Inspired by the real events of The Marshall Project and ProPublica article, "An Unbelievable Story of Rape," and the This American Life episode, “Anatomy of Doubt,” Netflix's Unbelievable is a devastatingly realistic look at sexual assault and the way society fails victims of these crimes. The series painstakingly examines the details of the 2008 true story of a teenage rape victim Marie (Kaitlyn Dever) who was accused by law enforcement and even some of those close to her of making up her assault. It's the kind of story so emotional and jaw-dropping, it's hard to believe it's actually based on real events. And dramatizing trauma while respecting the real stories of everybody involved is no easy task, whether you're an actor, director, cinematographer, showrunner, or some other member of the crew.
"There’s really no way to prepare for a role or a story like this," Dever tells Bustle at a Lower East Side hotel. And she certainly tried: Before filming, Dever read the 2015 article by T. Christian Miller and Ken Armstrong, listened to the 2016 podcast, and looked at police reports connected to rape cases. (Only 230 out of 1,000 rapes are reported to police, according to RAINN.)
"I was just really trying to understand the emotion that my character Marie was [going through] during all of this," she says. "We were doing this story on her assault, but I had to just think about what was going on in her life just before [the assault] and in the aftermath."
It was a lot to take in mentally and emotionally for Dever, whose last splashy project was a starring role in Booksmart, a big-hearted high school comedy. "It's not something that you can tune out at the end of your day," she says of the trauma Unbelievable taps into. "But I put as much work as I possibly could into it, because I knew that I had to do this girl justice if I’m going to tell this story."
The eight-episode limited series, streaming Sept. 13, is certainly interested in justice for Marie and other sexual assault victims who have gone ignored. It also puts law enforcement's successes and failures in cracking the case under a microscope in an attempt to understand how something like this could ever happen. That involved recreating Marie's assault and also that of Amber (Danielle MacDonald), whose account of her own rape later helps detectives played by Merritt Wever and Toni Collette corroborate Marie's assault allegations. Though the assault scenes are raw and tough to watch, Unbelievable creator Susannah Grant felt the weight of the responsibility of depicting the real peoples' trauma.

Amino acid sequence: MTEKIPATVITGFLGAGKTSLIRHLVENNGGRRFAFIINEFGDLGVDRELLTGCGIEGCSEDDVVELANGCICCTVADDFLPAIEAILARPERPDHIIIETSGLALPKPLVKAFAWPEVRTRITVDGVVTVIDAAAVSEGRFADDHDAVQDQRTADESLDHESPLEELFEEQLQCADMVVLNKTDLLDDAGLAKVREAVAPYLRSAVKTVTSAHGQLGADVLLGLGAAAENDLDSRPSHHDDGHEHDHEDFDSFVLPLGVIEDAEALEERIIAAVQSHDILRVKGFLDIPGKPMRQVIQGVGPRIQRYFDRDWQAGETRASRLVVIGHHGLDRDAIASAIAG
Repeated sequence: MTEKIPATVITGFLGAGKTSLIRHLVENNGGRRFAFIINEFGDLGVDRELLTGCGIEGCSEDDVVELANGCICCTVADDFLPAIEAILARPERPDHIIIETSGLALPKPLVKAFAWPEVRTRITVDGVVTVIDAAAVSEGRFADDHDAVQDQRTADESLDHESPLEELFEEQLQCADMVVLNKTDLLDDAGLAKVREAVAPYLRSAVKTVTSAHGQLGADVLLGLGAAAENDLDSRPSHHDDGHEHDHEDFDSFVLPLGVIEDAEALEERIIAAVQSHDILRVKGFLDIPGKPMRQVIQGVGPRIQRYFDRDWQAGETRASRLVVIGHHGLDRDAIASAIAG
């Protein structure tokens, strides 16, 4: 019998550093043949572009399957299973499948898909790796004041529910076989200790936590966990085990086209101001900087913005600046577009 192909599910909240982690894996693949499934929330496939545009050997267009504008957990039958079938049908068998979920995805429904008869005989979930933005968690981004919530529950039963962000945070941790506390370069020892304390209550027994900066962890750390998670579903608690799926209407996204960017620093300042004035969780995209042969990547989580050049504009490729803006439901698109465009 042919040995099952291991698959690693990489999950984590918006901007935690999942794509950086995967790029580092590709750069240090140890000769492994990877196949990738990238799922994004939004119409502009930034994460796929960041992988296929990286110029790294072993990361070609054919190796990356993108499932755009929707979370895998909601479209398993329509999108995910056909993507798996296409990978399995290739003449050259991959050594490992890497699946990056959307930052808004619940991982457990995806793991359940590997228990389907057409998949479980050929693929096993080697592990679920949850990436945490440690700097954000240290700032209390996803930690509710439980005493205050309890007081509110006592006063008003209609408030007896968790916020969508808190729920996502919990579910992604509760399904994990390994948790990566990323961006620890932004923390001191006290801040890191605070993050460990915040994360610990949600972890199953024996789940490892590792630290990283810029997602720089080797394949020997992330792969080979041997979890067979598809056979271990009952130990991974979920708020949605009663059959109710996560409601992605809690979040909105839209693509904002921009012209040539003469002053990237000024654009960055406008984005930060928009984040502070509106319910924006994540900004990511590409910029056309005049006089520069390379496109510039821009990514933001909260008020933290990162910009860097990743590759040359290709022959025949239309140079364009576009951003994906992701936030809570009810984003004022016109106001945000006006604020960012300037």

"Sensationalization is never my instinct as a dramatist. I find it rarely leads to better storytelling," Grant writes in an email to Bustle. But she was also "keenly aware that these events actually happened — to real people. I tried to keep in mind the idea that one day, I'd have to look them in the eye and tell them I handled the truth of this brutal chapter of their lives with respect and integrity."
"I wanted to tell this story in a way that would carve it indelibly into the audience's hearts, maybe even more profoundly than their minds."
That respect translated to the attitude on set, where MacDonald says the cast was supported by "mama bear" wardrobe and prop departments, along with cinematographer Quyen Tran, who was behind the camera for the first three episodes. "It was hard to not be entirely emotional that day," MacDonald tells Bustle of filming her assault scene. "But [Tran] would come up and say exactly what the next shot was. She would say, 'I want you to feel covered and safe, this is what we’re seeing, this is what we need to do.'"
MacDonald also praised Blake Ellis, who played Marie and Amber's rapist, for working with her before the assault scene to make sure she was comfortable. "That was helpful in a way as well," she says of Ellis talking to her before the cameras started rolling. "I know this is a real person who is not trying to hurt me, and that was helpful mentally."
But no matter how safe the set felt, nothing could help MacDonald forget that this scene was based on a real person's experience. "We felt safe and got to stop and take it how we wanted, and that’s what’s crazy," MacDonald says. "That’s not how this situation went down in reality. And it’s still terrifying to do it this way."
But although filming such devastating scenes was a harrowing process, Dever says she signed on for the role because she wanted others to understand the reality of Marie's situation. "Her story is so shocking and part of me thought, 'Oh, this is very timely,' but it’s not at all timely," she says. "It’s been happening, this happens to people every day."
That's actually an understatement. According to RAINN, an American is sexually assaulted every 92 seconds. And those who actually do report their assaults don't often see their assaulters prosecuted. RAINN reports that out of 1,000 sexual assaults, 995 perpetrators will walk free. That's a big number, sure, but it's hard for someone to feel empathy for a faceless figure.
Unbelievable is one way of putting faces to the statistics. "I wanted to tell this story in a way that would carve it indelibly into the audience's hearts," Grant writes, "maybe even more profoundly than their minds."
It's why despite the difficulty a project like Unbelievable may present for an actor, Dever knew that the benefits would far outweigh her own discomfort. "I wasn’t even thinking about myself anymore," she admits. "I was thinking about Marie. With this show we’re giving Marie and other survivors the voice that they never had. The voice that they deserved."
If you or someone you know has been sexually assaulted, call the National Sexual Assault Telephone Hotline at 800-656-HOPE (4673) or visit online.rainn.org.